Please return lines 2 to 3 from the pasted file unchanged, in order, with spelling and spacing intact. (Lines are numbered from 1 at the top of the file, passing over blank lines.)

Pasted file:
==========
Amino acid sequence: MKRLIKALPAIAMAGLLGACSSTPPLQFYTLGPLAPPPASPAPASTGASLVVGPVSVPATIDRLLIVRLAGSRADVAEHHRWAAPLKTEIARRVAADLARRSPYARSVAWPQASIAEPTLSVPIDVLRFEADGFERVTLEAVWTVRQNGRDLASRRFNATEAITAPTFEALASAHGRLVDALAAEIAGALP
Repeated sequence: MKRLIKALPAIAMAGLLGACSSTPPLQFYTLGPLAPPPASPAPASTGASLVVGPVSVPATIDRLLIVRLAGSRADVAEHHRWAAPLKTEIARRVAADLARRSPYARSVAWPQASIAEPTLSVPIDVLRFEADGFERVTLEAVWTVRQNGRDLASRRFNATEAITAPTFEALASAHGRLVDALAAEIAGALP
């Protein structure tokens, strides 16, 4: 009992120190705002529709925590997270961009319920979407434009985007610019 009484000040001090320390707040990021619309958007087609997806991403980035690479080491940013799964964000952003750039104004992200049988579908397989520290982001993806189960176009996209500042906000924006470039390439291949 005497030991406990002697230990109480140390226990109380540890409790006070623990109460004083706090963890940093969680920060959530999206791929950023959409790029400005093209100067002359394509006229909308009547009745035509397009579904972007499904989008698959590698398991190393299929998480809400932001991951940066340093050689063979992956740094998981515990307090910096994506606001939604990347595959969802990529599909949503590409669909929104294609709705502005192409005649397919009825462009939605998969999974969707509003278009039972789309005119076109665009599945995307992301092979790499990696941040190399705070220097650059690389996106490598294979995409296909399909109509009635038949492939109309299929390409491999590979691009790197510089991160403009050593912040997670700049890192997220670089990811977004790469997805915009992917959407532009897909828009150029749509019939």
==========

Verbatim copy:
Repeated sequence: MKRLIKALPAIAMAGLLGACSSTPPLQFYTLGPLAPPPASPAPASTGASLVVGPVSVPATIDRLLIVRLAGSRADVAEHHRWAAPLKTEIARRVAADLARRSPYARSVAWPQASIAEPTLSVPIDVLRFEADGFERVTLEAVWTVRQNGRDLASRRFNATEAITAPTFEALASAHGRLVDALAAEIAGALP
């Protein structure tokens, strides 16, 4: 009992120190705002529709925590997270961009319920979407434009985007610019 009484000040001090320390707040990021619309958007087609997806991403980035690479080491940013799964964000952003750039104004992200049988579908397989520290982001993806189960176009996209500042906000924006470039390439291949 005497030991406990002697230990109480140390226990109380540890409790006070623990109460004083706090963890940093969680920060959530999206791929950023959409790029400005093209100067002359394509006229909308009547009745035509397009579904972007499904989008698959590698398991190393299929998480809400932001991951940066340093050689063979992956740094998981515990307090910096994506606001939604990347595959969802990529599909949503590409669909929104294609709705502005192409005649397919009825462009939605998969999974969707509003278009039972789309005119076109665009599945995307992301092979790499990696941040190399705070220097650059690389996106490598294979995409296909399909109509009635038949492939109309299929390409491999590979691009790197510089991160403009050593912040997670700049890192997220670089990811977004790469997805915009992917959407532009897909828009150029749509019939």